Recently there was a law suit filed against sunscreen manufacturers in California as they had exaggerated the effectiveness of their products. Dermatologists on the other hand still recommend the liberal use of sunscreen. But some say that neither the sun protection factor (SPF) ratings nor the label on the products gives a clear picture to the consumers. Ultraviolet A rays does not cause burning but do cause aging of the skin and potentially cancer.
Dr. James Spencer, a St. Petersburg, Fla., dermatologist and clinical professor of dermatology for Mount Sinai School of Medicine said that sunscreens used properly is a very useful tool. He says one should not spend too much time in the sun as they are putting themselves in great peril. There are different types of sunlight that is responsible for skin damages they are UVA and UVB. It is well understood that UVB is the causative agent for skin cancer and also causes sunburns. But scientists come face to face with the deadly truth that UVA also causes premature aging of the skin and, results in the skin's genetic damage which leads to skin cancer.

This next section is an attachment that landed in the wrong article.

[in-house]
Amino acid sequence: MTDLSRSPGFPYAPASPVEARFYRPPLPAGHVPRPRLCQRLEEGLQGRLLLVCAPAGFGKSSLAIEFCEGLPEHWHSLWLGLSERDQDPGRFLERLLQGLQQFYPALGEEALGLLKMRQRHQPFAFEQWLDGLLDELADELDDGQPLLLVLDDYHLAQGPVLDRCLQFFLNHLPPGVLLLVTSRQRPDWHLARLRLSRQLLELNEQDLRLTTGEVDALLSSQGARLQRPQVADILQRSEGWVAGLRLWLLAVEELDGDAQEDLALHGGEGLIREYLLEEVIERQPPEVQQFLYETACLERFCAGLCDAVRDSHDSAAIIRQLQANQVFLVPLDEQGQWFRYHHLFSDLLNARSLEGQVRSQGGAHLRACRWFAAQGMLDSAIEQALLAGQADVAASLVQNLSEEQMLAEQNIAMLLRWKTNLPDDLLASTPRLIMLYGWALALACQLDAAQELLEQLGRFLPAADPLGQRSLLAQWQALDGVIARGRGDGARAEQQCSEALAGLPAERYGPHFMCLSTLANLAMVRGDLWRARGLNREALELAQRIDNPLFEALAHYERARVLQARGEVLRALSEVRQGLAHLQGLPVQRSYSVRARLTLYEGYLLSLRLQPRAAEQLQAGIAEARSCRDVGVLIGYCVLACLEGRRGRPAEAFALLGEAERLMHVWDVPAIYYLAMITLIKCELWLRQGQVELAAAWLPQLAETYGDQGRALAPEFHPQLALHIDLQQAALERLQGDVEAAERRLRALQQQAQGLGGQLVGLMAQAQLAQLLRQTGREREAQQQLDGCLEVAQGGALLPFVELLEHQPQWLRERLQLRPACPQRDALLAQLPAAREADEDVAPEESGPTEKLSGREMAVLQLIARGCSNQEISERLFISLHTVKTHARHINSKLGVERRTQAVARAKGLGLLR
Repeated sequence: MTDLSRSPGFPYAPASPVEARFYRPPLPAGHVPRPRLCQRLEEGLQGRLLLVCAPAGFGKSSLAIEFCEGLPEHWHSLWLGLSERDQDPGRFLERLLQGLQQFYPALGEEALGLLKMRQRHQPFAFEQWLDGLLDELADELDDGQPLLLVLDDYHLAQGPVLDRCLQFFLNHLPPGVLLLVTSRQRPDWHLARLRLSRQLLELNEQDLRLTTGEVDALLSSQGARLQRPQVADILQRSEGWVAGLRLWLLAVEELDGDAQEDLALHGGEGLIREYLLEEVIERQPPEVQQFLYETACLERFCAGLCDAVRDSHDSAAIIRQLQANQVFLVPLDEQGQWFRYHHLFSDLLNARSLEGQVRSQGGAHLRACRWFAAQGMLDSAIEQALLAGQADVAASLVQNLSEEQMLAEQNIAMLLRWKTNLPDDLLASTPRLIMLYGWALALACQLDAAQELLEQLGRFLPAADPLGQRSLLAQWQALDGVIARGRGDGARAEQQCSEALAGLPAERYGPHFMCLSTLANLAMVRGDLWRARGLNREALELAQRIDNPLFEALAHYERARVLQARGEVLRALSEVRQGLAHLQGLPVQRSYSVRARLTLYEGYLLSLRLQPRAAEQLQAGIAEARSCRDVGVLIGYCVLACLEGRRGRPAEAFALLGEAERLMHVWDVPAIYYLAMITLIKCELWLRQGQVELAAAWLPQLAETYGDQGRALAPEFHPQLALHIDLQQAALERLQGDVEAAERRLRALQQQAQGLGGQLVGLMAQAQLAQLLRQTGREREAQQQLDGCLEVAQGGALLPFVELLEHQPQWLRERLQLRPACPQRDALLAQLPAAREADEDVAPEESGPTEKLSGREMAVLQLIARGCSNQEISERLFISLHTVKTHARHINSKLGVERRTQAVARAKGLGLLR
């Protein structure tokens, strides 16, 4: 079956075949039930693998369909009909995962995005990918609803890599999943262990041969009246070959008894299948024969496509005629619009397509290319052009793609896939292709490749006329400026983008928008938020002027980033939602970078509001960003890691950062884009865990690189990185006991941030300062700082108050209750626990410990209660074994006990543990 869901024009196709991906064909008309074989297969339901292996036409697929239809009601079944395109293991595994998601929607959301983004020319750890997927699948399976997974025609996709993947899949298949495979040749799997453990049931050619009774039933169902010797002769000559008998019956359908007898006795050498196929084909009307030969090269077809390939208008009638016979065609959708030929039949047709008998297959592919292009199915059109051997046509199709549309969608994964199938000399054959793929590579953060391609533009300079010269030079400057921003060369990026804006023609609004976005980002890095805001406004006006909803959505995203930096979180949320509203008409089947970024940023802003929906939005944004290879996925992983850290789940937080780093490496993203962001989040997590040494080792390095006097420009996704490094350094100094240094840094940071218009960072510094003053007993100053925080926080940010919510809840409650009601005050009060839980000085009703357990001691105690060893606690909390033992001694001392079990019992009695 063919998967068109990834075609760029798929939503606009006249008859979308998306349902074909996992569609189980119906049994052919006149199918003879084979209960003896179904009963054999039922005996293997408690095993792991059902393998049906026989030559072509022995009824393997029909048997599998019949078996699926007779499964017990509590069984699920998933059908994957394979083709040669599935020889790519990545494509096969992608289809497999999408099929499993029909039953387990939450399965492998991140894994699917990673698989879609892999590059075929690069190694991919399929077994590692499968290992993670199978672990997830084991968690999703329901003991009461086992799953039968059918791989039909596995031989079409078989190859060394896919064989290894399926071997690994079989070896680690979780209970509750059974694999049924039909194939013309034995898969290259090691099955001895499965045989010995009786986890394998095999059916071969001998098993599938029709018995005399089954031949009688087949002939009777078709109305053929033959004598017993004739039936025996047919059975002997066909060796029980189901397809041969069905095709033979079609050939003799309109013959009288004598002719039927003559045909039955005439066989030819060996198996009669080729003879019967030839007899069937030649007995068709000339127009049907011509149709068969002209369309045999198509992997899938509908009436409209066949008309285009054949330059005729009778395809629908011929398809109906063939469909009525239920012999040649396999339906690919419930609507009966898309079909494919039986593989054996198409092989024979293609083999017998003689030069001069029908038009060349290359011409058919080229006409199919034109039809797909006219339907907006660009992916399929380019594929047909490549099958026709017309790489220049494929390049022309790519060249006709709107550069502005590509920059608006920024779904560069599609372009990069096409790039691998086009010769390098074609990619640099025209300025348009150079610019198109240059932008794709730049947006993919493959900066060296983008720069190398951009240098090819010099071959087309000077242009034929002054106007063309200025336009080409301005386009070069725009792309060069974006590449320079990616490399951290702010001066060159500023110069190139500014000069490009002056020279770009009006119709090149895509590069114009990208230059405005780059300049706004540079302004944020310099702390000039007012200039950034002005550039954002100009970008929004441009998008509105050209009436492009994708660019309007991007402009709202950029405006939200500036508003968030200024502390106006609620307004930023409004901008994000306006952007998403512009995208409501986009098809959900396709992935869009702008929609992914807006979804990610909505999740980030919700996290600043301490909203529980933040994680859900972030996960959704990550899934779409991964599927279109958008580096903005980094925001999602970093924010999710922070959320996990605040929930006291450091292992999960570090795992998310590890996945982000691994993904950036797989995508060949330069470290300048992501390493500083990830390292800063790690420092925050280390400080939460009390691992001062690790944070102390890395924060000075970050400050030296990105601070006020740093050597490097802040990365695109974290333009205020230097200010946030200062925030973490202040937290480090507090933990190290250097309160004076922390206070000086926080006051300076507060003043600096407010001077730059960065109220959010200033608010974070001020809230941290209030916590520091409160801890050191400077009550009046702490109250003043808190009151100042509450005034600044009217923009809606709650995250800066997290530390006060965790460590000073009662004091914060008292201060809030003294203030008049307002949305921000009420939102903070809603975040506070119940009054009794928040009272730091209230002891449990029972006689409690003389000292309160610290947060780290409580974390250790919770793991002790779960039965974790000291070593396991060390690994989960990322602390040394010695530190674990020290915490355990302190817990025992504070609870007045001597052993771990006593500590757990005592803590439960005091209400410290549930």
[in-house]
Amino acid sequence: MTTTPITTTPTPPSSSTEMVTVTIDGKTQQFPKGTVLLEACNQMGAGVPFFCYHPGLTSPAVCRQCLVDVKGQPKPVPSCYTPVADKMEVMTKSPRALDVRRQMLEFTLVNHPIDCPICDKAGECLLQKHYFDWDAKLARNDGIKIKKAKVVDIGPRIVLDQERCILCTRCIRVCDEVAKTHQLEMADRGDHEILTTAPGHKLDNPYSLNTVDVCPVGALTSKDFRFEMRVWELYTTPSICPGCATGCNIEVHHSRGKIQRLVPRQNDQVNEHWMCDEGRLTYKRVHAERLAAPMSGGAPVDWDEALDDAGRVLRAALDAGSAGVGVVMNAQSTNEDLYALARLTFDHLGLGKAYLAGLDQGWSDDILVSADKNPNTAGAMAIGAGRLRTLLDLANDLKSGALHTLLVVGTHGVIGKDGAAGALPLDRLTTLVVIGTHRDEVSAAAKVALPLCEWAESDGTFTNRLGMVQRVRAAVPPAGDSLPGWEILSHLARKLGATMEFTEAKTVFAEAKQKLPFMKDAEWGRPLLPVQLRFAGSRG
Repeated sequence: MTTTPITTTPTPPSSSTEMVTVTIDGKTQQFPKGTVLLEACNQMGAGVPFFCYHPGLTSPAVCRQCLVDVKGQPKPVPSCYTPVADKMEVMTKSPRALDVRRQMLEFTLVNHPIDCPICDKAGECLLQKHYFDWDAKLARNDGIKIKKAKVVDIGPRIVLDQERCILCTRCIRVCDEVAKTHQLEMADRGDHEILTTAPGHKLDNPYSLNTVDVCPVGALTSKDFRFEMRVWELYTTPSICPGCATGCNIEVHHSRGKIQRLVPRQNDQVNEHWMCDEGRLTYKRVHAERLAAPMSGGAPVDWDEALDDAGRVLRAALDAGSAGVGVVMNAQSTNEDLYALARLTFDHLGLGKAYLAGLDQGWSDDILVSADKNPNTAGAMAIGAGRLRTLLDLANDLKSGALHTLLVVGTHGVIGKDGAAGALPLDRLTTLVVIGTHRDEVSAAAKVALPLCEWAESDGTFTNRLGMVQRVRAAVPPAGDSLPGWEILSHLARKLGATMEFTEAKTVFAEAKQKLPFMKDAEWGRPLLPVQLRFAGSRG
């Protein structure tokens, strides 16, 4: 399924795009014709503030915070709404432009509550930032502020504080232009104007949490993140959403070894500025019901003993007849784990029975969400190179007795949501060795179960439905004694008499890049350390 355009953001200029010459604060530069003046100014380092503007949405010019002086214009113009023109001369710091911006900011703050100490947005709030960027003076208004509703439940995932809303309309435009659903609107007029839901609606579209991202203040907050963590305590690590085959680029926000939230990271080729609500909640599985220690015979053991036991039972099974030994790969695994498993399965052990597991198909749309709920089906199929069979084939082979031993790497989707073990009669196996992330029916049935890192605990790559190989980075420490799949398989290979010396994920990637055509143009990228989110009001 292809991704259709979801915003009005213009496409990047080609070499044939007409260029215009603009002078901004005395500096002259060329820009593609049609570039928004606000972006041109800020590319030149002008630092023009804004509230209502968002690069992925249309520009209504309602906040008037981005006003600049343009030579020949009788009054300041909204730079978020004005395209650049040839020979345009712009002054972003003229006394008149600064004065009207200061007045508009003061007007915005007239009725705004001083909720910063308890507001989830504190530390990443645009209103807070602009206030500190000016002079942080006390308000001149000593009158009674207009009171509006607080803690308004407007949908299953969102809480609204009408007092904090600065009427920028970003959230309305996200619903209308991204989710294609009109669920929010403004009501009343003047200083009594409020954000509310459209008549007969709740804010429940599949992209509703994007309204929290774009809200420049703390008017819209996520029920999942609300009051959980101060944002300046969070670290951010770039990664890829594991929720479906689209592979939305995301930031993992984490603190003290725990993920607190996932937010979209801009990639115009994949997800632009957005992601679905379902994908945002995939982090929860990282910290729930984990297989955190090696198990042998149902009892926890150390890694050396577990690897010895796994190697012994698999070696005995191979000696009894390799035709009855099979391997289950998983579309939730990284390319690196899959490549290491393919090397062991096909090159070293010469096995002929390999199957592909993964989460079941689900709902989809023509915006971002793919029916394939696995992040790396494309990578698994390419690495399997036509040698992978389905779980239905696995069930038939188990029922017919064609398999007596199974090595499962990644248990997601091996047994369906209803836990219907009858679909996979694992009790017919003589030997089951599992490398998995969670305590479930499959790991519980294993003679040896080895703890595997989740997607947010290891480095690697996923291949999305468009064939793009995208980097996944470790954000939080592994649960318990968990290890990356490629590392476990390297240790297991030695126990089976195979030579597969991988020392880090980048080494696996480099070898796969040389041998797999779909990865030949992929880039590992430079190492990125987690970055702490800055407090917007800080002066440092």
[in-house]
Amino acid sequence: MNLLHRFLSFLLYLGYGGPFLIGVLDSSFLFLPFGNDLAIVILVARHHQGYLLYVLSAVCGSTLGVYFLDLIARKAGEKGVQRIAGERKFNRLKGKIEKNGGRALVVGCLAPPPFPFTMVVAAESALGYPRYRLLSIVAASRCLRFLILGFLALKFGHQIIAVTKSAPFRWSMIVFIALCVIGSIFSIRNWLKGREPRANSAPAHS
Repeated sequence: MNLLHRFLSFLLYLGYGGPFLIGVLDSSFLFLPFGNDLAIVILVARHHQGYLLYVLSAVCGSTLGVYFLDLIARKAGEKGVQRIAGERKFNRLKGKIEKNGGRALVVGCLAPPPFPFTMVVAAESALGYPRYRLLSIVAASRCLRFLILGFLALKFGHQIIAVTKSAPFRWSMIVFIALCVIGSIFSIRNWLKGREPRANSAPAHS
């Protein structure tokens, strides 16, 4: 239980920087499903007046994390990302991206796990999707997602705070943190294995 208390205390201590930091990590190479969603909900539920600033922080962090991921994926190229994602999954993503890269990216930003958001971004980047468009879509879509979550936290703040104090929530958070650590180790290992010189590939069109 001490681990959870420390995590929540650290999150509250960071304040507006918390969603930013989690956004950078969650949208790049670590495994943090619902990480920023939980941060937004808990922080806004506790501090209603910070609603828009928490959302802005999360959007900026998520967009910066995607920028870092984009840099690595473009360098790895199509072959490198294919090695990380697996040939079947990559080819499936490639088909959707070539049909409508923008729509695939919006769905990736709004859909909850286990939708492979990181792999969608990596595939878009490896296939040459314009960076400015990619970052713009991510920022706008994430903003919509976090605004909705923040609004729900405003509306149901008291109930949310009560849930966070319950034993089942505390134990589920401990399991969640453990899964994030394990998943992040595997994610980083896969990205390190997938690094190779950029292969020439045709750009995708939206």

UVA can also penetrate windows to reach people indoors. But the sad part is that there is no way to measure the UVA rays. Scientists are not aware of the amount of UVA that would contribute to skin cancer. According to the Centers for Disease Control and Prevention, the death rate due to melanoma has climbed about 4 %. The Food and Drug Administration drafted a slate of regulations on sunscreen manufacturers but never formally adopted them as they bowed to pressure from the sunscreen lobby. Dr. John Meisenheimer, chief of dermatology for Orlando Regional Healthcare System advises his patients to use products that offer an SPF rating of 30 or higher as well as those that claim broad-spectrum protection.